Introduction to Income Statement
Most small business owners know of the income statement which is also referred to as the profit and loss statement. The income statement is used for, “reporting a company’s financial performance over a period of time.” The income statement can be presented in cash basis and in accrual basis. The income statement can contain four distinct sections: Income, Cost of Goods Sold/Cost of Labor, Operating Expenses, and Other Income/Other Expenses.
Accrual Basis vs Cash Basis
The basis of accounting, “refers to the methodology under which revenues and expenses are recognized in the financial statements of a business.” The two main methodologies used are cash basis and accrual basis.
The accrual basis methodology recognizes revenue and expenses that have been incurred whether or not they have been paid. This methodology allows for the recognition of bad debt and follows the matching principle. The matching principle states that revenue and expenses should be recognized at the same time.
The importance of using this methodology for small business comes to play when considering gross profit. For most businesses, there is a relationship between income and cost of goods sold/cost of labor. The revenue and the related expenses may not necessarily happen at the same time. A company may pay contractors ahead of the period when the revenue gets posted to the income statement. It’s important to have an idea of a company’s gross profit to determine the amount of profit needed to meet normal operating expense obligations. As a small business owner, if you accrue your expenses and income, it’s important to review your A/R aging and A/P aging schedules to determine your companies ability to collect funds from customers and pay vendors in a timely manner.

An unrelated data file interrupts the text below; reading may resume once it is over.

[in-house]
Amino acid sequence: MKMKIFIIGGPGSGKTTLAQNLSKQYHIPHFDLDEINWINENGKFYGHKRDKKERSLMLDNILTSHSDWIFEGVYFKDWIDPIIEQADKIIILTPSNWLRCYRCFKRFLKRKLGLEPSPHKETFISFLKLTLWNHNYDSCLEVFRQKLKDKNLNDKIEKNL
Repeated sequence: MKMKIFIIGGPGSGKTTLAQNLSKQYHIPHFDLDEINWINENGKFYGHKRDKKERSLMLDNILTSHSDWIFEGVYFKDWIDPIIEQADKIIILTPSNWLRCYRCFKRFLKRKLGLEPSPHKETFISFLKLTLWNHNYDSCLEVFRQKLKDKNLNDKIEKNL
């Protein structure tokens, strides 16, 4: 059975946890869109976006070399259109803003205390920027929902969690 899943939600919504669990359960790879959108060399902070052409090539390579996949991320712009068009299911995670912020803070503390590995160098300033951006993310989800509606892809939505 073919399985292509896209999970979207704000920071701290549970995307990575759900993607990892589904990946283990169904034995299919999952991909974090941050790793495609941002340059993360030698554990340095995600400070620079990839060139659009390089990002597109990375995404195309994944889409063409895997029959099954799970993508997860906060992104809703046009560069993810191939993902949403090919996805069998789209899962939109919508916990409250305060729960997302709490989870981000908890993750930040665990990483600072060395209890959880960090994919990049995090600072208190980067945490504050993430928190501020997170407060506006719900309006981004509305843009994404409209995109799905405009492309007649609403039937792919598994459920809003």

The cash basis methodology recognizes revenue and expenses when they are collected and paid out, respectively. This methodology is simpler for business owners to understand, because it’s a matter of recording cash in and cash out transactions, and helps small business owners get an accurate picture of cash on hand without complex reports.
The importance of using this methodology for small businesses comes into play in understanding cash balances as well as understanding taxable income (except C-corporations). Using cash basis accounting allows business owners to easily estimate their taxable income generated by the business. The drawback to using this methodology is that it may not portray the health of the company accurately.
Most accounting systems allow for business owners to switch between both methodologies so there’s no need to choose one over the other.
Income Statement Sections
The income/revenue section of the income statement is the first section, which presents a summary of all income generating activities for the main business operations. This section can be as detailed as separating each line of revenue generating activities, or simply named, “Revenue/Sales.” For smaller businesses this section is usually very general and combines the income generated from goods and services sold to customer